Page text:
The Helms-Burton legislation, signed this year by President Bill Clinton in a response to the shooting down of two civilian aircraft which violated Cuban airspace, exhumed the old issue of compensation in an attempt to stop the flow of foreign capital to Cuba.

As well as maintaining the conditions of the economic, trade and financial blockade, the new legislation included measures against foreign companies established on the island that "trafficked" in former U.S. property.

During an international seminar in Havana last week, Muse commented that it was "hard to understand" the exclusive application of the law to the case of Cuba considering that its expressed aims are to demonstrate "a moral repugnance" to the "trafficking" of "confiscated" U.S. property.

"What then is the basis of the principles which allow the traffickers of property confiscated in Eastern Europe, Russia, China, Vietnam and Iran to enter the United States, when in the case of Cuba, these traffickers are excluded?" he asked.

The meeting, called by the Cuban company Associated Consultors, was attended by lawyers and entrepreneurs who looked into the implications of the U.S. bill.

40 new economic associations and joint ventures were established in spite of the influence of the Helms-Burton bill

According to the Cuban Foreign Investment minister, in the first eight months of this year, 40 new economic associations and joint ventures were established with foreign capital in spite of the influence of the Helms-Burton bill. Ferradaz said the quality and total value of these deals was worth more than those established during the same period of the previous year.

He added that no companies had asked to withdraw from Cuba, and that those participating in more than 100 new projects have appealed to the local authorities to make the negotiations more flexible.

A report from the Ministry of Economy and Planning pointed out that, despite the caution shown by the foreign investors, 240 economic associations with foreign capital are in operation, there are 660 accredited trade representations and twelve foreign banks have representatives here.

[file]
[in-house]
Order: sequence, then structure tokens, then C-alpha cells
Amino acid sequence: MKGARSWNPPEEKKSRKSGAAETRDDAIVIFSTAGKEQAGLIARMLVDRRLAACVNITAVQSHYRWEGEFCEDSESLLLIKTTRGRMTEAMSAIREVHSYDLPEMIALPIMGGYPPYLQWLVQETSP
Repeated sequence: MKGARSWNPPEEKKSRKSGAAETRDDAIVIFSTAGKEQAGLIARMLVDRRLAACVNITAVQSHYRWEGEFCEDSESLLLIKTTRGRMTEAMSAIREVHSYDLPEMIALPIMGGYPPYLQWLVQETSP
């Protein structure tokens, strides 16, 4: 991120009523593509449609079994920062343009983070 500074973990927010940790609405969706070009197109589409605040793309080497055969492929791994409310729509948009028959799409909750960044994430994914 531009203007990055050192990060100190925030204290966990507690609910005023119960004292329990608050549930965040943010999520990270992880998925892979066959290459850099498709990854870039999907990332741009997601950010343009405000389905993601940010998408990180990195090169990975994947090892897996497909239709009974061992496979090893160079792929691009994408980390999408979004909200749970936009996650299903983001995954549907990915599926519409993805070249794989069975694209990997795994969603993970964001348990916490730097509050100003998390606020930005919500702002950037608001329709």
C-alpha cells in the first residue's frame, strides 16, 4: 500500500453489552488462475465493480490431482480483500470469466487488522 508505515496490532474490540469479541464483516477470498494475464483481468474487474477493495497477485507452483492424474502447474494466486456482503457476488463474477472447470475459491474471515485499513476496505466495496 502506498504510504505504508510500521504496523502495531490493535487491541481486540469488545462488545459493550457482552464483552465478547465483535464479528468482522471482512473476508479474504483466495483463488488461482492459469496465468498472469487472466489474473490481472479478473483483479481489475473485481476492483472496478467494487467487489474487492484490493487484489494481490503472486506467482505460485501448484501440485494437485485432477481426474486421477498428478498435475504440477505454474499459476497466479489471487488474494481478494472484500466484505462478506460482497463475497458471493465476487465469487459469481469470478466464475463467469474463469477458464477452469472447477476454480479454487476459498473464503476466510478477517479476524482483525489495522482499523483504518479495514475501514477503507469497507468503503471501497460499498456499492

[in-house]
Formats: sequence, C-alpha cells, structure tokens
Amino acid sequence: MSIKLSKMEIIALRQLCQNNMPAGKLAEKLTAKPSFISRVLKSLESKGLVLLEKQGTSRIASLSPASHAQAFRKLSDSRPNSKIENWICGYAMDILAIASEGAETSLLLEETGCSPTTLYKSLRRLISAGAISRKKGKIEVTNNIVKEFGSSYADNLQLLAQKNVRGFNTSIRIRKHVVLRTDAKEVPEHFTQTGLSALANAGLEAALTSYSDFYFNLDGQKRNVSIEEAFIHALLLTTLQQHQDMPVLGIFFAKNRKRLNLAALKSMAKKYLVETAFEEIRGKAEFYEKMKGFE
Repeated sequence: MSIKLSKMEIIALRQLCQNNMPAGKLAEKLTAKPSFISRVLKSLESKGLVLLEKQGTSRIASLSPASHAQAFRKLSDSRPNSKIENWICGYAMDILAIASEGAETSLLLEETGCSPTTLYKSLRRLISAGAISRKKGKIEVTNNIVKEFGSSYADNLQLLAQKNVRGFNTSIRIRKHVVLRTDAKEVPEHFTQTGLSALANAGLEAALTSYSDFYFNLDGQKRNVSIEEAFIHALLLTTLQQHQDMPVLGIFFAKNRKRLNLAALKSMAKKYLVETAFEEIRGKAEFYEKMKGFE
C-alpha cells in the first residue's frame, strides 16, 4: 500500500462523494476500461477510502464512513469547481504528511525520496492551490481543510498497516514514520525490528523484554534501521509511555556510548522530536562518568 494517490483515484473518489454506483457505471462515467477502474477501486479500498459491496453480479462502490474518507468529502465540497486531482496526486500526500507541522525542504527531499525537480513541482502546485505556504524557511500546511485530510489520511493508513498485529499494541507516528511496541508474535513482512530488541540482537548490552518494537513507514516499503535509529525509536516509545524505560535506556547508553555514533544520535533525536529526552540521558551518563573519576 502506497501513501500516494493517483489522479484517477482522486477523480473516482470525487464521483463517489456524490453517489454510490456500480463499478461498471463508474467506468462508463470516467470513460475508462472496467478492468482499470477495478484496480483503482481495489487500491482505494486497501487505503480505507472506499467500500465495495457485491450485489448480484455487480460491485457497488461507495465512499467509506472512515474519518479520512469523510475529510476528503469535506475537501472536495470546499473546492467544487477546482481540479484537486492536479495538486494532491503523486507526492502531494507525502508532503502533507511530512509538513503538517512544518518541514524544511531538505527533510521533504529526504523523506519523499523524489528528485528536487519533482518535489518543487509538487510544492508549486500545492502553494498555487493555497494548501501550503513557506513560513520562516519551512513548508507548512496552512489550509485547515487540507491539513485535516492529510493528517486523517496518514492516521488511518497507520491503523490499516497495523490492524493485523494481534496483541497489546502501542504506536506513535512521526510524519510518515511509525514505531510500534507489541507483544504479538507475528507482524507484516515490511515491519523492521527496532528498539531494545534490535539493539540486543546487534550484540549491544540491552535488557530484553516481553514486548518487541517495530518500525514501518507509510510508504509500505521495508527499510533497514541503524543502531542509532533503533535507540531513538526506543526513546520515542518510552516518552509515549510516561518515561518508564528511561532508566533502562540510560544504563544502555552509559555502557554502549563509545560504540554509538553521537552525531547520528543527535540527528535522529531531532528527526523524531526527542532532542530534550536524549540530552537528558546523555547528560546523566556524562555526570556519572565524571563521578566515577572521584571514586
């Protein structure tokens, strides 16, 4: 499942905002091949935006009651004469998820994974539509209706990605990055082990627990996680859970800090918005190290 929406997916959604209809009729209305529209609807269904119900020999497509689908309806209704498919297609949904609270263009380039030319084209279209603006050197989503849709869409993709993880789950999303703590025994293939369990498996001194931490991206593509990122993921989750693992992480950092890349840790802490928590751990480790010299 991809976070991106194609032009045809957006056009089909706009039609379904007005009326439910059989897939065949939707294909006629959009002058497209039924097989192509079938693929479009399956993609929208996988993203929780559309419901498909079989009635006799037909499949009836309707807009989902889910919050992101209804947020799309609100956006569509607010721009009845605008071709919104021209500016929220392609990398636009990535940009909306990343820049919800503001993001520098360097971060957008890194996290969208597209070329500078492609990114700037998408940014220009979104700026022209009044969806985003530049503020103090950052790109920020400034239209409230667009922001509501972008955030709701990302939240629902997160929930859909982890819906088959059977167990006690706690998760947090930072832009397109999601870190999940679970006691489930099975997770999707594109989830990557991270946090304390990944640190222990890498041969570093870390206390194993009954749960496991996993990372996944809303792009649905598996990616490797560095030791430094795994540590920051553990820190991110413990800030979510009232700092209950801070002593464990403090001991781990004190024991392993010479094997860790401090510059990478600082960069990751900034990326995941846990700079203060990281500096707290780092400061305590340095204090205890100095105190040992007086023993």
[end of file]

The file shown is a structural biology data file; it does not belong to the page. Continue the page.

The only piece missing from the jigsaw is the United States, an absence which, according to the Cuban studies course at the U.S. John Hopkins University, affects some 200 companies interested in carrying out business with Cuba, freezing a multimillion dollar export potential. The annual losses of U.S. companies due to the lack of opportunities in Cuba, as a result of the embargo, was estimated at $750 million in 1988 and increased by between $1.3 million and $2 billion more in 1992.

Experts from both countries who have sketched possible developments in the "post-embargo era," claim the value of trade between the two nations could exceed $6.5 billion, and the flow of U.S. tourists could reach at least two million per year.

Local observers maintain that, while the authorities recognize the U.S. bill has stopped some deals in Cuba, they are sure the blockade is an anachronism, above all in its latest form which carries immense extraterritorial implications.

According to Muse, the Helms-Burton law is related to the "aspirations one nation holds in relation to another" and for him, as a private lawyer, the concern is to establish "which are the permissible ways to achieve these without contravening international law."

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Albion Monitor September 29, 1996 (